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TODAY'S QUESTION: If Missouri got high-speed rail, would you use it?

Wednesday, March 30, 2011 | 1:00 p.m. CDT; updated 5:55 p.m. CDT, Wednesday, March 30, 2011

Missouri plans to apply for federal funding to improve and install new high speed rail lines across the state, connecting two metropolitan areas.

According to an article by the Associated Press, Nixon's office said if the application is approved, upgrades to improve speeds on existing lines between St. Louis and Kansas City could be made right away. A longer-term proposal could also be made for a separate rail line dedicated to high-speed passenger service.

Several states have turned down funding for railway improvements and installation coming from the Recovery Act, including Wisconsin, Ohio and Florida, citing high costs of maintaining the rail lines after they are built.

The White House has posted plans for its high-speed railways on its website.

Could Missouri use improvements to its existing rail lines? Should a high-speed route be built from St. Louis to Kansas City, and would you use it?

 


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Comments

Jack Hamm March 30, 2011 | 1:45 p.m.

I have never understood why they don't try to get the STL-KC line to run through Columbia. Think of all the college students that drive back and forth between Columbia and those two metropolitan centers. When the lines were first planned out it made sense to go through Jeff City but these days any plan that does not put the line through Columbia is not a well thought out plan.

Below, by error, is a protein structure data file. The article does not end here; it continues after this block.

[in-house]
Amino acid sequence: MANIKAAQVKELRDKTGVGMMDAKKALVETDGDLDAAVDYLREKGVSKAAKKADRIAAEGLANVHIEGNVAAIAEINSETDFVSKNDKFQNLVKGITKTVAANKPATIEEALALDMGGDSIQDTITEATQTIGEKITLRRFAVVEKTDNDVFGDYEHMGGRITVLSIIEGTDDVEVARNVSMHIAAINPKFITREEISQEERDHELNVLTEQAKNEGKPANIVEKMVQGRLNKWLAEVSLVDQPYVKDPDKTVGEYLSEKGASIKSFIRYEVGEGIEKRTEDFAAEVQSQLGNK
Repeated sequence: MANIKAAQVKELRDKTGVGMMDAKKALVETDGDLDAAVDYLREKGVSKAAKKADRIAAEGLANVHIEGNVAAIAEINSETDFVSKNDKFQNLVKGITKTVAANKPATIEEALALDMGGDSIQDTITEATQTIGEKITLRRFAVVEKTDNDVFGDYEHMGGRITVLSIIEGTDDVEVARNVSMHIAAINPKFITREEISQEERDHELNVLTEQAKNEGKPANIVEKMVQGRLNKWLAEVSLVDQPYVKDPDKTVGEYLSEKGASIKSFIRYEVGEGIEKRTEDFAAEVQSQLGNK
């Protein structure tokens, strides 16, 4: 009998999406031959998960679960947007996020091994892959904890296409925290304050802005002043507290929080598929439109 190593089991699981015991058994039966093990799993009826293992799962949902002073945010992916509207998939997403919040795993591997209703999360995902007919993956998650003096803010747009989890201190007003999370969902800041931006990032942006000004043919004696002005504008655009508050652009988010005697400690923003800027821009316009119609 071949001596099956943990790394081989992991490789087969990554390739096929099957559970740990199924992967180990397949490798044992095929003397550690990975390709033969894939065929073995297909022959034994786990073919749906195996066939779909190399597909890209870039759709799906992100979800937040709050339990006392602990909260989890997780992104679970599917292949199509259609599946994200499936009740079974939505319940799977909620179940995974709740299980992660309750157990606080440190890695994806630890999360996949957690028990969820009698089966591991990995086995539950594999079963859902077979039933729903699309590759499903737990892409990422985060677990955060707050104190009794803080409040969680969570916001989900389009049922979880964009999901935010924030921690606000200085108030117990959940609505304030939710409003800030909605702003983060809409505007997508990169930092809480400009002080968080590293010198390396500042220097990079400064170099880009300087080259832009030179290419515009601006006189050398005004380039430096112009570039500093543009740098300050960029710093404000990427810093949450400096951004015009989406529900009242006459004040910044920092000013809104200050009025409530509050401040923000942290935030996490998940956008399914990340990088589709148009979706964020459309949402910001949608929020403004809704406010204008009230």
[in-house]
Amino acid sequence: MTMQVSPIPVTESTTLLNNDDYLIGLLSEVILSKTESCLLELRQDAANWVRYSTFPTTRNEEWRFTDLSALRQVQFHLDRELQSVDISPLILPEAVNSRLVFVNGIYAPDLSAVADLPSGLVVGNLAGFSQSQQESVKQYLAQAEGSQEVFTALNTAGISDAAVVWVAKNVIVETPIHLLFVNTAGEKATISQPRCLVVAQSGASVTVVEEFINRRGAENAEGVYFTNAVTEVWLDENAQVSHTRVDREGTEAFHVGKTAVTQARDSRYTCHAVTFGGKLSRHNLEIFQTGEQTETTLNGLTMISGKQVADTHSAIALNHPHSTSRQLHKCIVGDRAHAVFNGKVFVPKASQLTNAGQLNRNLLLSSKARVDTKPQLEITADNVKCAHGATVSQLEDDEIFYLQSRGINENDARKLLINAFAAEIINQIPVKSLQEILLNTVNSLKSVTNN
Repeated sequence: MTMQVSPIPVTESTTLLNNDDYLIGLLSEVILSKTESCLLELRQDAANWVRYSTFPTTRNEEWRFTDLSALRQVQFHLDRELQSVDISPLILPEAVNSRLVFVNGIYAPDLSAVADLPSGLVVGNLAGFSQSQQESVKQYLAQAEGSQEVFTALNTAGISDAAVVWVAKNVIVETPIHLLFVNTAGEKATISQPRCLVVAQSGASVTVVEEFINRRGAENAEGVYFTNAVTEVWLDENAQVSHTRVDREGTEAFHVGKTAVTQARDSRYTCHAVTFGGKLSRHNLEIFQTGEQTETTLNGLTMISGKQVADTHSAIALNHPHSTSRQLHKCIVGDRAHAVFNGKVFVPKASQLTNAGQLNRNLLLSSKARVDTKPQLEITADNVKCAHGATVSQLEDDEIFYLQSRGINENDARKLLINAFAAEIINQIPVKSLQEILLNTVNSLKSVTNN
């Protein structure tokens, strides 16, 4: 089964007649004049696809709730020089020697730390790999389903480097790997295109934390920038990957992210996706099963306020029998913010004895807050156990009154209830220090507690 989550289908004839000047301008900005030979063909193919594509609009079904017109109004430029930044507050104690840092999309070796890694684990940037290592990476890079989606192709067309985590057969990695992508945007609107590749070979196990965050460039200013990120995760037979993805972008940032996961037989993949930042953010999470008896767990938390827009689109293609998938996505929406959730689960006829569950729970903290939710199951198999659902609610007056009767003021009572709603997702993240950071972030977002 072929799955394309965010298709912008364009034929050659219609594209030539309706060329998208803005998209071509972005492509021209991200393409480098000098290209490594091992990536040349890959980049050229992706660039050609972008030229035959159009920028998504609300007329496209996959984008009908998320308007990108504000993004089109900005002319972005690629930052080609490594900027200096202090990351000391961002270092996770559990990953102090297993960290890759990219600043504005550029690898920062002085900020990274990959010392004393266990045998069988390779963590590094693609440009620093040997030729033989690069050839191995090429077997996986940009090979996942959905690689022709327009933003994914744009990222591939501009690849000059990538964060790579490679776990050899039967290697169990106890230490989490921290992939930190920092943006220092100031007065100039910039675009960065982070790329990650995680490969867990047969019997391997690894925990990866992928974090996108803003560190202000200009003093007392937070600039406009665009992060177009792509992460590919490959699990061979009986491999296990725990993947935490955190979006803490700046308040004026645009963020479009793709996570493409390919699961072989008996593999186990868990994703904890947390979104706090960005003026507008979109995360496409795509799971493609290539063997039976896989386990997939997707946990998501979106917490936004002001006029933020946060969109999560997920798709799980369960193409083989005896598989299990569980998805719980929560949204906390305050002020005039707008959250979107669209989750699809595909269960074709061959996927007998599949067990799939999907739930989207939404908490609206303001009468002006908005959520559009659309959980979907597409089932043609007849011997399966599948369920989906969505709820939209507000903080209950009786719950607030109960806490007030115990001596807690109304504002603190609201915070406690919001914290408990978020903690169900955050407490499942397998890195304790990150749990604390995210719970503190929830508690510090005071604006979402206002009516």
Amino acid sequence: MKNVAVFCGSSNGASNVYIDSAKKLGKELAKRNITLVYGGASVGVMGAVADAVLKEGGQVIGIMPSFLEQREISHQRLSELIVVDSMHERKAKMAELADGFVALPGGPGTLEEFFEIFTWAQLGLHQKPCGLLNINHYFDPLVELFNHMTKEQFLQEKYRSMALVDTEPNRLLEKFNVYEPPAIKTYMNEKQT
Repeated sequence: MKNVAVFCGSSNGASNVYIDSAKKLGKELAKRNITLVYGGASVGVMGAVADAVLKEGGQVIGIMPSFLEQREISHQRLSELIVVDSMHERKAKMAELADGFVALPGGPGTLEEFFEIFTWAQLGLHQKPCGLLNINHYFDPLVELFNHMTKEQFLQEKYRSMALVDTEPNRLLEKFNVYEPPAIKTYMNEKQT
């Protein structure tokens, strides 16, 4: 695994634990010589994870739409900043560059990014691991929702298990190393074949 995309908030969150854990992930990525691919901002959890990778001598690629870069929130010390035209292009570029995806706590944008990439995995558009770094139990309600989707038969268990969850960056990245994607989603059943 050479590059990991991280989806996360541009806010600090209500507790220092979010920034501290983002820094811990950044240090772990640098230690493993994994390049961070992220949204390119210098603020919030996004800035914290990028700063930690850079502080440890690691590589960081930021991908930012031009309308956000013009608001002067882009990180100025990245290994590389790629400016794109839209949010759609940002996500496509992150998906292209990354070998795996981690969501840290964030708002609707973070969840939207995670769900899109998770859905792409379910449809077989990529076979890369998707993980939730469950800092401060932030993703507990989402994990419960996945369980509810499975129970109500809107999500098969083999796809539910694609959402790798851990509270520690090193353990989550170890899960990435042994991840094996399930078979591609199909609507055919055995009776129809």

Unfortunately, I think this may end up like many other public transit projects in MO (metro-link, COMO Transit) the service will be so poorly planned out that many people will not be able to use it even if they wanted to.

(Report Comment)
Robin Nuttall March 30, 2011 | 2:10 p.m.

@Jack I think it may have something to do with the way the lines run, which is why AmTrak only goes to Jeff. I do agree that if a line came through Columbia I could see it being utilized. IMO one of the reasons some states have turned this down is that they get big pressure from automakers and other entities with a vested interest in the status quo, which is to keep us driving individual cars at great expense to ourselves.

Just think how much money and resources would be saved overall if we had a better mass transit system country-wide.

(Report Comment)
Matt Wilkinson March 30, 2011 | 3:21 p.m.

@Jack Hamm - Yes Columbia makes much more sense. I wonder how cost of a KC - STL line via Columbia would cost compared to widening I70? I found one ref. from last year that stated widening I70 projected cost 3 billion. Assuming (round numbers - easy math) 300 miles of highway that's a cool 10 million per mile. I suppose bridges are biggest expense.

According to article here: http://www.bizjournals.com/kansascity/ne...

Out of the 1 billion fed money on the table: "An additional $600 million would be used to design, engineer and prepare for a separate, dedicated high-speed rail line across the state, and to buy necessary properties."